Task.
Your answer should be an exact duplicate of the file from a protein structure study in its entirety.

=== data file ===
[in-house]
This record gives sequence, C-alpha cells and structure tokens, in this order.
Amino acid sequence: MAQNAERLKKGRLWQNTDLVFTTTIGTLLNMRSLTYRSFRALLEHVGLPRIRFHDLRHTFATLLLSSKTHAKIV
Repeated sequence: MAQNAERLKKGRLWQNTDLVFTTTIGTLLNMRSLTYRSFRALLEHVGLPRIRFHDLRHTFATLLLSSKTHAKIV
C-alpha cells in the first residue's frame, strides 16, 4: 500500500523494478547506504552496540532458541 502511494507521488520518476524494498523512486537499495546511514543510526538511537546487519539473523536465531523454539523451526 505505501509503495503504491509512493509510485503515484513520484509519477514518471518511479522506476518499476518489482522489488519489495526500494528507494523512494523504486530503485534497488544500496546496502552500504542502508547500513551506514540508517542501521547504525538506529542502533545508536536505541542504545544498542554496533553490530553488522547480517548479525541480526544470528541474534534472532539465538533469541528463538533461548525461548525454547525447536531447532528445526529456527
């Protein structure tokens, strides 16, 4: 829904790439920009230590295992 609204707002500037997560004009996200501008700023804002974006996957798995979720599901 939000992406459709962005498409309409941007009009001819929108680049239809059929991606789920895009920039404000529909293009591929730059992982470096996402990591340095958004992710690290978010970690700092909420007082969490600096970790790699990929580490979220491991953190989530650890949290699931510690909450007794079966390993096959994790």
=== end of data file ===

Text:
[in-house]
This record gives sequence, C-alpha cells and structure tokens, in this order.
Amino acid sequence: MAQNAERLKKGRLWQNTDLVFTTTIGTLLNMRSLTYRSFRALLEHVGLPRIRFHDLRHTFATLLLSSKTHAKIV
Repeated sequence: MAQNAERLKKGRLWQNTDLVFTTTIGTLLNMRSLTYRSFRALLEHVGLPRIRFHDLRHTFATLLLSSKTHAKIV
C-alpha cells in the first residue's frame, strides 16, 4: 500500500523494478547506504552496540532458541 502511494507521488520518476524494498523512486537499495546511514543510526538511537546487519539473523536465531523454539523451526 505505501509503495503504491509512493509510485503515484513520484509519477514518471518511479522506476518499476518489482522489488519489495526500494528507494523512494523504486530503485534497488544500496546496502552500504542502508547500513551506514540508517542501521547504525538506529542502533545508536536505541542504545544498542554496533553490530553488522547480517548479525541480526544470528541474534534472532539465538533469541528463538533461548525461548525454547525447536531447532528445526529456527
């Protein structure tokens, strides 16, 4: 829904790439920009230590295992 609204707002500037997560004009996200501008700023804002974006996957798995979720599901 939000992406459709962005498409309409941007009009001819929108680049239809059929991606789920895009920039404000529909293009591929730059992982470096996402990591340095958004992710690290978010970690700092909420007082969490600096970790790699990929580490979220491991953190989530650890949290699931510690909450007794079966390993096959994790």